3) If one accepts Nellas’ interpretation of the garments of skin, what is one to make of the notion from Genesis 2 that: A] God took the dust of the earth to create humans? and, B] that when we die we return to the earth from which we were taken (which Orthodox do mention in their funeral service – out of the earth was I taken and unto the same I shall return again)? The garments of skin idea seems to say we weren’t in fact taken from the earth but originally had a non-physical existence. What was God then using in Genesis 2 to create humans? The garments of skin idea introduces into the Biblical account a dualism in creation opposing Paradise and Earth. It seems to follow various forms of pagan thinking that the material world is evil but there is a spiritual world which is good. I think the Bible’s creation stories both reject that idea and closely connect God with humans and humans with the earth. The physical creation (earth) is called good by God in Genesis 1. There doesn’t seem to be some other kind of spiritual universe opposed to a physical one. Something is lost in the Fall but humans don’t fall from one universe into another. Notions that this earth is totally depraved and evil seem to come from sources outside of Judaism, from Babylonian ideas which opposed the Creator God with a more evil god who rules the earth. The total depravity of humans is reintroduced into Christian thinking only with the rise of the radical Reformers and does seem to embrace dualism.
I favor more ideas like those of Fr Schmemann in which the physical world and spiritual world are the same realities, and basically the goal of the Church is to show how this is true. The Liturgy, sacraments and all ideas of holiness thus are not adding something to material things, rather they are simply revealing what is there that we can’t see with physical eyes. To me this is a better understanding of sacraments, icons, saints, liturgies, church buildings, etc.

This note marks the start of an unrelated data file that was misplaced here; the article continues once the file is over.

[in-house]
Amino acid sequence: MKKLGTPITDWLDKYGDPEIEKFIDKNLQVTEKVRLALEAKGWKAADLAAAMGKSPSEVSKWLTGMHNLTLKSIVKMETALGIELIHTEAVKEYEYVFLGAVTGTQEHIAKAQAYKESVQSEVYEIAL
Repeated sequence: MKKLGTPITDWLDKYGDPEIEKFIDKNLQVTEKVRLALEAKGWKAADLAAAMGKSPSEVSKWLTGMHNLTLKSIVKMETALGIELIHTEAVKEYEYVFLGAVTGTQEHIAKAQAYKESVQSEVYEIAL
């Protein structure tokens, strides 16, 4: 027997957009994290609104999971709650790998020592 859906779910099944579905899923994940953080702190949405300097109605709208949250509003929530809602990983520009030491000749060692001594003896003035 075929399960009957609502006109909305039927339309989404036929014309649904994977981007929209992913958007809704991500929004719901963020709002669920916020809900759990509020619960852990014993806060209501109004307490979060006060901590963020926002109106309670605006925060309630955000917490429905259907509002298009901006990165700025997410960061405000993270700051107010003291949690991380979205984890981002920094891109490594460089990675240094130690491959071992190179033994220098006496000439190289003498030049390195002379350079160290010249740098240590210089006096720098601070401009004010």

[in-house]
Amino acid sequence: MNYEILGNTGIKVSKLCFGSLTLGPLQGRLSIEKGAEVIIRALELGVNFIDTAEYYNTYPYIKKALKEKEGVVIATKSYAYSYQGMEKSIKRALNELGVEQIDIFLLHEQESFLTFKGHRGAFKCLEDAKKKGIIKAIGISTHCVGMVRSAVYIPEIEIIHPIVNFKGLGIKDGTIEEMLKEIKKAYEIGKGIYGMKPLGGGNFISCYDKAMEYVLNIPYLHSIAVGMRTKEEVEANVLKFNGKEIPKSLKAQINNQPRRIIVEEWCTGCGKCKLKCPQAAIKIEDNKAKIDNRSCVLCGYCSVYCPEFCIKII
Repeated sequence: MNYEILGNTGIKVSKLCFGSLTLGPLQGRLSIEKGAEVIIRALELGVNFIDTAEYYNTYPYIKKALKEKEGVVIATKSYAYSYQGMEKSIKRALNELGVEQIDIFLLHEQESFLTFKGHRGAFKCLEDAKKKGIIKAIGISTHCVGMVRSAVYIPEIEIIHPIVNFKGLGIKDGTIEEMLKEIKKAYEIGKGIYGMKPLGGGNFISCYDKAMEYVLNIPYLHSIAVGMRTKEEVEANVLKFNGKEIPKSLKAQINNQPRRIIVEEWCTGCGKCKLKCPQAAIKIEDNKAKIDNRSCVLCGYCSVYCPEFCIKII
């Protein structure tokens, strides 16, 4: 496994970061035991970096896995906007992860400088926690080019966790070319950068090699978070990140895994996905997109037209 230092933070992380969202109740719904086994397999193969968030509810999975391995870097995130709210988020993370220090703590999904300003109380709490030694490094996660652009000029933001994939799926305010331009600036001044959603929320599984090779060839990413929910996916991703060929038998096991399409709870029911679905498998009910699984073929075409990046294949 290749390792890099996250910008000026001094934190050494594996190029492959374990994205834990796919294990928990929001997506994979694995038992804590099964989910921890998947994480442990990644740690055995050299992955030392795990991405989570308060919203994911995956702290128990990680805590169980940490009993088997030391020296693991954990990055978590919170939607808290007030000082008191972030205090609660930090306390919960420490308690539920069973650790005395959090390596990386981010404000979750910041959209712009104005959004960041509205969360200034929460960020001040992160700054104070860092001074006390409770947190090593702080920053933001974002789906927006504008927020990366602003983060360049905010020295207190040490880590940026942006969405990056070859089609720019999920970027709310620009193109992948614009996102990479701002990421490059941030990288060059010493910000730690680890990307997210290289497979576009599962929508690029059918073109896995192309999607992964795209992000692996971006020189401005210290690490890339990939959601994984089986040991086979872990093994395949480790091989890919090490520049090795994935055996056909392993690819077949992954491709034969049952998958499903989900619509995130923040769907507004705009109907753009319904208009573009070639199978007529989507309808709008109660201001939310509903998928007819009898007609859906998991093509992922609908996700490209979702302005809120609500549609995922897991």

4) The garments of skin idea suggests that all human biological functions were only added to humans after the Fall, so biology belongs only to the fallen state whereas apparently we were created to be ‘angelic’. This too seems to be the very point the Genesis creation stories reject. In Genesis there is one God who intentionally creates (or calls into existence) all things and God intends for this world to be good. It seems to me that this line of thinking will also have a very hard time explaining why the DNA of all living things on earth is so similar. Did humans get ‘DNA’ only after the Fall? Does Jesus have DNA or since it only belongs to the Fallen world, was He DNA free? At some point in the creation event, the laws of biology and physics came into existence and are part of God’s order in the cosmos. A notion that we were only spiritual beings originally and then at some recent date became biological and genetic beings is going to be hard to reconcile with scientific evidence. It seems more likely we were biological beings from the beginning as is the witness of Scripture where God provides food in Paradise for all beings and witnessed by the evidence of science.